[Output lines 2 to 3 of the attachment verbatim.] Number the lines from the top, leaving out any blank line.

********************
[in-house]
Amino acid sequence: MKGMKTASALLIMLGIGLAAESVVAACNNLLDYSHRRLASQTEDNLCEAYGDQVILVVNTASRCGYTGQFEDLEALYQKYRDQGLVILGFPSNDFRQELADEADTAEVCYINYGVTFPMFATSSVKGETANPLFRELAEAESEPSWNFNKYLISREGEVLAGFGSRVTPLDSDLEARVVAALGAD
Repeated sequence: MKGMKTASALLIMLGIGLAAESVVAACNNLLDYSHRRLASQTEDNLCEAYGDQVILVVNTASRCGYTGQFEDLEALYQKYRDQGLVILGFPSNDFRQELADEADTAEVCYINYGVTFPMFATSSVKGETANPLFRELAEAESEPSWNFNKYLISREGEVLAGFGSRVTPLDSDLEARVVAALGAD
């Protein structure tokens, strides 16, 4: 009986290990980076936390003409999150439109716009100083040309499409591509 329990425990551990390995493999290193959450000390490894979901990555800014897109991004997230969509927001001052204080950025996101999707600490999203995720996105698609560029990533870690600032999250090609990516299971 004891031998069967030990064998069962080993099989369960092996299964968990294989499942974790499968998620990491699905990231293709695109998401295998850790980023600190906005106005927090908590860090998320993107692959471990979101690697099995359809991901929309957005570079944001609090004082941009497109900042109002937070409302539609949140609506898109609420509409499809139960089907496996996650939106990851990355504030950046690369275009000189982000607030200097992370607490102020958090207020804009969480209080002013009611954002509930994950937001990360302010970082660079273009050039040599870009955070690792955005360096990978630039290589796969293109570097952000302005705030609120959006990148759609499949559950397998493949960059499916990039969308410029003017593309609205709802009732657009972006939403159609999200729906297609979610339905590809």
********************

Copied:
Amino acid sequence: MKGMKTASALLIMLGIGLAAESVVAACNNLLDYSHRRLASQTEDNLCEAYGDQVILVVNTASRCGYTGQFEDLEALYQKYRDQGLVILGFPSNDFRQELADEADTAEVCYINYGVTFPMFATSSVKGETANPLFRELAEAESEPSWNFNKYLISREGEVLAGFGSRVTPLDSDLEARVVAALGAD
Repeated sequence: MKGMKTASALLIMLGIGLAAESVVAACNNLLDYSHRRLASQTEDNLCEAYGDQVILVVNTASRCGYTGQFEDLEALYQKYRDQGLVILGFPSNDFRQELADEADTAEVCYINYGVTFPMFATSSVKGETANPLFRELAEAESEPSWNFNKYLISREGEVLAGFGSRVTPLDSDLEARVVAALGAD